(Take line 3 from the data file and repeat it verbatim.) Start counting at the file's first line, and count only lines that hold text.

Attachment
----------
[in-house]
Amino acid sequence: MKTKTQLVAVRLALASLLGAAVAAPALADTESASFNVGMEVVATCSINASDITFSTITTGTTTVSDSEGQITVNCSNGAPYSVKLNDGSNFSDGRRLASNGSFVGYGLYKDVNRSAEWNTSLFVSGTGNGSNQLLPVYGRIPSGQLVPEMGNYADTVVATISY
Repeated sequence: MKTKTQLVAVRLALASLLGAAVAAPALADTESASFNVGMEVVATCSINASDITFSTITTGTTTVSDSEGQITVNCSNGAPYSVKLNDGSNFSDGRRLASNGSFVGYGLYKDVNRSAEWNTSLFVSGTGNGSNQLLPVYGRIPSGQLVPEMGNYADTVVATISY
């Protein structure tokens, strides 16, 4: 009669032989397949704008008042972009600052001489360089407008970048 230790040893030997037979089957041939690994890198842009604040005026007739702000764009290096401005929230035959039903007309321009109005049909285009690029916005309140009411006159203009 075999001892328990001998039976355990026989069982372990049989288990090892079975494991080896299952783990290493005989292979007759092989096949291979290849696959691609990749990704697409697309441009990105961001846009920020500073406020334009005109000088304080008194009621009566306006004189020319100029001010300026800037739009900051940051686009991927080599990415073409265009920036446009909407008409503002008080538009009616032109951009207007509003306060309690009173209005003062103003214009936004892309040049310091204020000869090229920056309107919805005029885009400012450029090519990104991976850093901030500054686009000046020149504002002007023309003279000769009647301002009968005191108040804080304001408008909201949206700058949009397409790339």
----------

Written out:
Repeated sequence: MKTKTQLVAVRLALASLLGAAVAAPALADTESASFNVGMEVVATCSINASDITFSTITTGTTTVSDSEGQITVNCSNGAPYSVKLNDGSNFSDGRRLASNGSFVGYGLYKDVNRSAEWNTSLFVSGTGNGSNQLLPVYGRIPSGQLVPEMGNYADTVVATISY